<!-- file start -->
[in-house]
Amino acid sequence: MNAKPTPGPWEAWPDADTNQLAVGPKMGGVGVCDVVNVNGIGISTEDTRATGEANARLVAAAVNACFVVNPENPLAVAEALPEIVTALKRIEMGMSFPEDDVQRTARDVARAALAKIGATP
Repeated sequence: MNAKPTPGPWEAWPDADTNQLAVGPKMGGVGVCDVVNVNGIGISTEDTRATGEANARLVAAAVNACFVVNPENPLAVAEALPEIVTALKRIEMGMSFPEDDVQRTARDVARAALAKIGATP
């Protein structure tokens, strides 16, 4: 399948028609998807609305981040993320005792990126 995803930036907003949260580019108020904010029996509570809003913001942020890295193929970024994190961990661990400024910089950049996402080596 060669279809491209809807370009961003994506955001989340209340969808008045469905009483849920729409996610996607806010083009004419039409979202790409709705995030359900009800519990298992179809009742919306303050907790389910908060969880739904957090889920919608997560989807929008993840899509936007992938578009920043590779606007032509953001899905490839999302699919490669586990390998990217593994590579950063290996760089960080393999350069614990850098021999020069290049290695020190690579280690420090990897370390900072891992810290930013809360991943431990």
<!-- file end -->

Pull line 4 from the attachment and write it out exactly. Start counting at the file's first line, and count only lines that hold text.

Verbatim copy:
């Protein structure tokens, strides 16, 4: 399948028609998807609305981040993320005792990126 995803930036907003949260580019108020904010029996509570809003913001942020890295193929970024994190961990661990400024910089950049996402080596 060669279809491209809807370009961003994506955001989340209340969808008045469905009483849920729409996610996607806010083009004419039409979202790409709705995030359900009800519990298992179809009742919306303050907790389910908060969880739904957090889920919608997560989807929008993840899509936007992938578009920043590779606007032509953001899905490839999302699919490669586990390998990217593994590579950063290996760089960080393999350069614990850098021999020069290049290695020190690579280690420090990897370390900072891992810290930013809360991943431990």